Mr. Booker brought excitement to a city that has long struggled to shake off the cloud of the riots that nearly destroyed it 46 years ago. And with his national profile, he also attracted more business development, including Newark’s first new hotel and supermarket in decades, and millions of dollars in philanthropy, including a $100 million pledge to the city’s long-failing schools from the Facebook co-founder Mark Zuckerberg.

The very timing of the special election this year to fill the seat of Senator Frank R. Lautenberg, a fellow Democrat who died in June, showed how powerful a force he had become. Gov. Chris Christie, a Republican, called it for a Wednesday in October at a cost of $24 million to a state with a budget stretched thin, rather than holding it three weeks later, when he would have appeared on the ballot for re-election with Mr. Booker, the one Democrat he had feared running against him.

5 things you might not know about Cory Booker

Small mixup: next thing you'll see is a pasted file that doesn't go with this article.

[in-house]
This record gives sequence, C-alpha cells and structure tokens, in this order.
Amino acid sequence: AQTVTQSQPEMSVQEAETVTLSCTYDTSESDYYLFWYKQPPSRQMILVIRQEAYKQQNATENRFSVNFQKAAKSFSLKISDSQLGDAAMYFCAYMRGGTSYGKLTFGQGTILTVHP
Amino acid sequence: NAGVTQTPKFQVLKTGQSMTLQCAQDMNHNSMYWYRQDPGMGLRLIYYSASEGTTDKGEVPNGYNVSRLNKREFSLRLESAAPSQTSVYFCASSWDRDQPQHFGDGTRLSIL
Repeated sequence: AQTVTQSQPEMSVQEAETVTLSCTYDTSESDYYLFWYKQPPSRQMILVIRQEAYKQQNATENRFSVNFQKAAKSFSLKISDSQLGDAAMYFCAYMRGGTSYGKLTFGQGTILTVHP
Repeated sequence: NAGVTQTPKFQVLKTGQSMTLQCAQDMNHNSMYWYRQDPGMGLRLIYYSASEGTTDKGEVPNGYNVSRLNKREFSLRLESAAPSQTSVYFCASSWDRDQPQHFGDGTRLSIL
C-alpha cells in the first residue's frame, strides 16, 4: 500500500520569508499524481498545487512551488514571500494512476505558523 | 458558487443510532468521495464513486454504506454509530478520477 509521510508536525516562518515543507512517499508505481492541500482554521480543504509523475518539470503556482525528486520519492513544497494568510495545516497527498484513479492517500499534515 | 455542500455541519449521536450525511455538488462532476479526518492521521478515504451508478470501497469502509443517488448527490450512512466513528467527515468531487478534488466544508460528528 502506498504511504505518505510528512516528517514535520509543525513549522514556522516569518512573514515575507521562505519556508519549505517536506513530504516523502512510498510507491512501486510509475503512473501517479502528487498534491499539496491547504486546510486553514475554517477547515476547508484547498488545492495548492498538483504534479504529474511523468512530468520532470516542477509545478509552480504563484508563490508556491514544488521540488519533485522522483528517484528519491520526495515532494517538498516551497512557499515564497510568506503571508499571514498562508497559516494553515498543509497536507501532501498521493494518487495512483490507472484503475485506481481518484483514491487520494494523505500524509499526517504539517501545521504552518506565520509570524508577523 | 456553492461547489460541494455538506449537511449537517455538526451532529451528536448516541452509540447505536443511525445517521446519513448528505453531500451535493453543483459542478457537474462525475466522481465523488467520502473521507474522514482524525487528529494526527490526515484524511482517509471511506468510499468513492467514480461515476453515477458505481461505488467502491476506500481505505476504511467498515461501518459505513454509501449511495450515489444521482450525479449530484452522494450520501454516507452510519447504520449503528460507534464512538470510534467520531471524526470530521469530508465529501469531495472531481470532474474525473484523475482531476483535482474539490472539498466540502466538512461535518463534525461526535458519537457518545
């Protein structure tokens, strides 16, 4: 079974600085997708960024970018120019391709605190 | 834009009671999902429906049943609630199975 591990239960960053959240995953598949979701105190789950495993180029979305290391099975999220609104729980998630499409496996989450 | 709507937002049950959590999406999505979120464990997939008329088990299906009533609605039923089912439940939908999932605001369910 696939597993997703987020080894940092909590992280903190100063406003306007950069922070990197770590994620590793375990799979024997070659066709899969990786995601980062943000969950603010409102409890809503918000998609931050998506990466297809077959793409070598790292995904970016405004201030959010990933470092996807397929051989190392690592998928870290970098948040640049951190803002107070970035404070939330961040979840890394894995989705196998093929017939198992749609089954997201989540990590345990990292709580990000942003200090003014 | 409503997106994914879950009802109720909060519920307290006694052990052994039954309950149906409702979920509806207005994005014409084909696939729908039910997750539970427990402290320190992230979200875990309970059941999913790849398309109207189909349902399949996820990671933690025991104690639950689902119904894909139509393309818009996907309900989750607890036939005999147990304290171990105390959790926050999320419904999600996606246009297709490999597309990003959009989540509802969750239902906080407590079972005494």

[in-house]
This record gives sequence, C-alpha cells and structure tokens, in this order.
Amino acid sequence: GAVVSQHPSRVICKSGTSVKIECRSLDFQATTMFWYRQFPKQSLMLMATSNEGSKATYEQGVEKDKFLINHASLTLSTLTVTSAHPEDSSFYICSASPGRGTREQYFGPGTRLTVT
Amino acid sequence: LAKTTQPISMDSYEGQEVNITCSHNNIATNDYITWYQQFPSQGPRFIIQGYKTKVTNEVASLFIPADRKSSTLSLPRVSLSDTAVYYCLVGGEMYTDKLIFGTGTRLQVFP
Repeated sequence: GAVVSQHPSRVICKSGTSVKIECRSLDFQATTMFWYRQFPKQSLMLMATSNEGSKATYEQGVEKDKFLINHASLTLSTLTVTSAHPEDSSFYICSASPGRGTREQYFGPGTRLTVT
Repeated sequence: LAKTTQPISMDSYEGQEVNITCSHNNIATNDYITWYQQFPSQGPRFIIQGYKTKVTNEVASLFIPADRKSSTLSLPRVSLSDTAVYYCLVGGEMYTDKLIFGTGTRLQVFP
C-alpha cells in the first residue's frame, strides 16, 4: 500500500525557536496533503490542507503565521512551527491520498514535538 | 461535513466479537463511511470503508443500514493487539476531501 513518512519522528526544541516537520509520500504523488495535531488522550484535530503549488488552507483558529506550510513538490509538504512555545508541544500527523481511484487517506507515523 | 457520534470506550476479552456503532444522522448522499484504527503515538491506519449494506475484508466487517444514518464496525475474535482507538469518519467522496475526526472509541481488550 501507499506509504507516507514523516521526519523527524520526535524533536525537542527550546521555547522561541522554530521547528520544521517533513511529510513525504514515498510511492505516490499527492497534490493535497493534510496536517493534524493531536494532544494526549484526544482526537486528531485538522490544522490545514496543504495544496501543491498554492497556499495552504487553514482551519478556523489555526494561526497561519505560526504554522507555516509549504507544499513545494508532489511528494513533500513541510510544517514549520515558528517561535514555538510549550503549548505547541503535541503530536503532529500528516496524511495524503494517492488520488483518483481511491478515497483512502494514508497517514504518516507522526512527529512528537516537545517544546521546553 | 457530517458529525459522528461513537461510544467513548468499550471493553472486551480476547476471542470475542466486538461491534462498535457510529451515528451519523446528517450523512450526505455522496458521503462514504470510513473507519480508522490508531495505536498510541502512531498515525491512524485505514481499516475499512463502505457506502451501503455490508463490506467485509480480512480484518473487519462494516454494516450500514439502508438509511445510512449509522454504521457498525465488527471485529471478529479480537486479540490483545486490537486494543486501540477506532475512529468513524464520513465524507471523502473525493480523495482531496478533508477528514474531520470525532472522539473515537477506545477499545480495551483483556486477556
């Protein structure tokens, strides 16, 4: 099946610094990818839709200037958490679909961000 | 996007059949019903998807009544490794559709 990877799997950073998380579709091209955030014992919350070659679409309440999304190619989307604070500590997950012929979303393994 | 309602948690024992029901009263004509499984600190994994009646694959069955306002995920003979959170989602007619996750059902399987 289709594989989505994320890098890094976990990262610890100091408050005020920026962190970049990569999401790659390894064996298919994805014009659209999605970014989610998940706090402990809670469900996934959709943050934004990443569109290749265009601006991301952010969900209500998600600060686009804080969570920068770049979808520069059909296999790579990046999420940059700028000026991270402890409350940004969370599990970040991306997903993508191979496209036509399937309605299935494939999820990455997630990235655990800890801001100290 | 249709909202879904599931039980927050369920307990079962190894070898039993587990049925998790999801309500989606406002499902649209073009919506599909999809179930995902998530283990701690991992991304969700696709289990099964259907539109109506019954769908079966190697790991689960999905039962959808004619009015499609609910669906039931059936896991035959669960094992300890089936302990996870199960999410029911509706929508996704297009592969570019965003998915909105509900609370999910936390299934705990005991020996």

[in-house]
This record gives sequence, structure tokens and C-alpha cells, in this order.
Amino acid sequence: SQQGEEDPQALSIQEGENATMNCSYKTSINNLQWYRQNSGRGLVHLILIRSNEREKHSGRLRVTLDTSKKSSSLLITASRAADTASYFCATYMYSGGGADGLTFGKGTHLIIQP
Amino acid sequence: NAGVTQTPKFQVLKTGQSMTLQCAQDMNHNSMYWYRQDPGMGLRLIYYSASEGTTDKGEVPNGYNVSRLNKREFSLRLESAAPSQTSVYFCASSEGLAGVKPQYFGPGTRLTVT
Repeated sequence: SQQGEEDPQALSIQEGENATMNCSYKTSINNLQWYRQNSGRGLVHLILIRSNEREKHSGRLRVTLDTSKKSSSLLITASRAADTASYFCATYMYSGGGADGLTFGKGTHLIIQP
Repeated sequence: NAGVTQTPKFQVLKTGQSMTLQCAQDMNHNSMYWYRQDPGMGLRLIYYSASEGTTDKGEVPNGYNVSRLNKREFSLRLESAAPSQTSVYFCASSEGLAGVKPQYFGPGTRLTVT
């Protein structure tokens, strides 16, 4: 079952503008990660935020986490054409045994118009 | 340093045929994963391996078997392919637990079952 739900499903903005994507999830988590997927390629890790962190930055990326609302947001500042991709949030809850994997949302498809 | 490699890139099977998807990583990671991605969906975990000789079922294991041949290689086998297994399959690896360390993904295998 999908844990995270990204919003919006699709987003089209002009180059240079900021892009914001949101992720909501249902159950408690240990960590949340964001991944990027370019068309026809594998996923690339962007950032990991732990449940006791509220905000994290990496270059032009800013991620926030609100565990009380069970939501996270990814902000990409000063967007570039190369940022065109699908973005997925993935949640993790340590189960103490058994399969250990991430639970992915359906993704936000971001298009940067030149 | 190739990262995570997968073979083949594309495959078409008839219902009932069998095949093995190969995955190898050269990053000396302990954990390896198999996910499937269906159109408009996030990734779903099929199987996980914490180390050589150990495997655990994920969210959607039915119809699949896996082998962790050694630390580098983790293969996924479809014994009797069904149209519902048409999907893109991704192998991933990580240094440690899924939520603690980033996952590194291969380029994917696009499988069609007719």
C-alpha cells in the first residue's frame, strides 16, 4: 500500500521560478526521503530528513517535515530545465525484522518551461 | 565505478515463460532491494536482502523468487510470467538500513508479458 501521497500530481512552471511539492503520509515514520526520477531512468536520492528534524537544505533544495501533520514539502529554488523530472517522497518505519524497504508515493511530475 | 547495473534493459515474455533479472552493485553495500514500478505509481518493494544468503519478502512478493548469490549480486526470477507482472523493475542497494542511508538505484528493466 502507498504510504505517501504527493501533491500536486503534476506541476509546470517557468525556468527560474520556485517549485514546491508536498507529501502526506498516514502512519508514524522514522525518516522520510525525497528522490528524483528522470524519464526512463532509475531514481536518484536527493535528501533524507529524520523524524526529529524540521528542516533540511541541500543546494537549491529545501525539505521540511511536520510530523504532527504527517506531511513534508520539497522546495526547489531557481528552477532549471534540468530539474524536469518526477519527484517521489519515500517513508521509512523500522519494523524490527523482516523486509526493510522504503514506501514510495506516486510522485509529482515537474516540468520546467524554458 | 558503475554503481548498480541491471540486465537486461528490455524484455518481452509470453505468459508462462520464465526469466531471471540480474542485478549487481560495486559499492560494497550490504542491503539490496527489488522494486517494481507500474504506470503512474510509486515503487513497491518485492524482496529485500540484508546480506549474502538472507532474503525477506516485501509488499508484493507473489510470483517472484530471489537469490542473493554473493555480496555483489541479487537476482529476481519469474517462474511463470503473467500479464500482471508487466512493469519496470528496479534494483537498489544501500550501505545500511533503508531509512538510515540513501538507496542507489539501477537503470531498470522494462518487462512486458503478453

New Jersey Sen. Cory Booker took the stage on the opening night of the Democratic National Convention in Philadelphia on Monday.

Booker, who served as mayor of Newark for more than seven years, told the gathered crowd that "we will rise" in a rousing speech that ran for nearly 20 minutes.

Here are five things you might not know about Booker.

He went to Stanford University on a football scholarship.

Booker played tight end in two seasons for the Cardinal, and earned a Bachelor of Arts in political science. He played alongside future NFL players like Brad Muster and Ed McCaffrey.

He also served as class president in his senior year, and played a leading role in a student-operated crisis hotline.

He was threatened by the Bloods street gang

Early in his first term as Newark's mayor, his office received a threat against Booker's life that was deemed credible enough that the police beefed up his personal security detail.

The New York Times reported at the time that a jailhouse informant had given authorities a tip so specific that "they were compelled to act on it."